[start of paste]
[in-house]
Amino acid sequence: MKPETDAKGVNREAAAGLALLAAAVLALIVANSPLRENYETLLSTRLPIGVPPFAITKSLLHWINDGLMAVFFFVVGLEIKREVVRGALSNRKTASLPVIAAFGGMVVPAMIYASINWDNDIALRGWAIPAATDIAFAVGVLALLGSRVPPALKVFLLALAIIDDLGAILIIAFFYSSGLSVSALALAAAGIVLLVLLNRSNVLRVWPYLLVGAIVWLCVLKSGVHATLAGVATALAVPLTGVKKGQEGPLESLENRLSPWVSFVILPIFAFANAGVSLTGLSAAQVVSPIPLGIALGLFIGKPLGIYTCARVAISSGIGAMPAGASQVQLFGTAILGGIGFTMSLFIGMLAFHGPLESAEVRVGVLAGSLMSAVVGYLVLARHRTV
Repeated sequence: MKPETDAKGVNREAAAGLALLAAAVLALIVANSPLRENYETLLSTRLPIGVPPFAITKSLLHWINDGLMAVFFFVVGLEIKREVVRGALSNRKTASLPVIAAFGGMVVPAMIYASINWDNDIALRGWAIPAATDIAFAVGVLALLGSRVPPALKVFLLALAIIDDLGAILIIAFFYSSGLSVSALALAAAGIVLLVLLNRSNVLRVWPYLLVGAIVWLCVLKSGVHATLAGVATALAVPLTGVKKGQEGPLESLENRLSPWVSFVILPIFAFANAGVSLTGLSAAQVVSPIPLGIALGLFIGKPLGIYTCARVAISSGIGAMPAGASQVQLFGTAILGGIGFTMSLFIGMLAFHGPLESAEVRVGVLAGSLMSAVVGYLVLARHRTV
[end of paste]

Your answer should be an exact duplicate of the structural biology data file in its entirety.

[in-house]
Amino acid sequence: MKPETDAKGVNREAAAGLALLAAAVLALIVANSPLRENYETLLSTRLPIGVPPFAITKSLLHWINDGLMAVFFFVVGLEIKREVVRGALSNRKTASLPVIAAFGGMVVPAMIYASINWDNDIALRGWAIPAATDIAFAVGVLALLGSRVPPALKVFLLALAIIDDLGAILIIAFFYSSGLSVSALALAAAGIVLLVLLNRSNVLRVWPYLLVGAIVWLCVLKSGVHATLAGVATALAVPLTGVKKGQEGPLESLENRLSPWVSFVILPIFAFANAGVSLTGLSAAQVVSPIPLGIALGLFIGKPLGIYTCARVAISSGIGAMPAGASQVQLFGTAILGGIGFTMSLFIGMLAFHGPLESAEVRVGVLAGSLMSAVVGYLVLARHRTV
Repeated sequence: MKPETDAKGVNREAAAGLALLAAAVLALIVANSPLRENYETLLSTRLPIGVPPFAITKSLLHWINDGLMAVFFFVVGLEIKREVVRGALSNRKTASLPVIAAFGGMVVPAMIYASINWDNDIALRGWAIPAATDIAFAVGVLALLGSRVPPALKVFLLALAIIDDLGAILIIAFFYSSGLSVSALALAAAGIVLLVLLNRSNVLRVWPYLLVGAIVWLCVLKSGVHATLAGVATALAVPLTGVKKGQEGPLESLENRLSPWVSFVILPIFAFANAGVSLTGLSAAQVVSPIPLGIALGLFIGKPLGIYTCARVAISSGIGAMPAGASQVQLFGTAILGGIGFTMSLFIGMLAFHGPLESAEVRVGVLAGSLMSAVVGYLVLARHRTV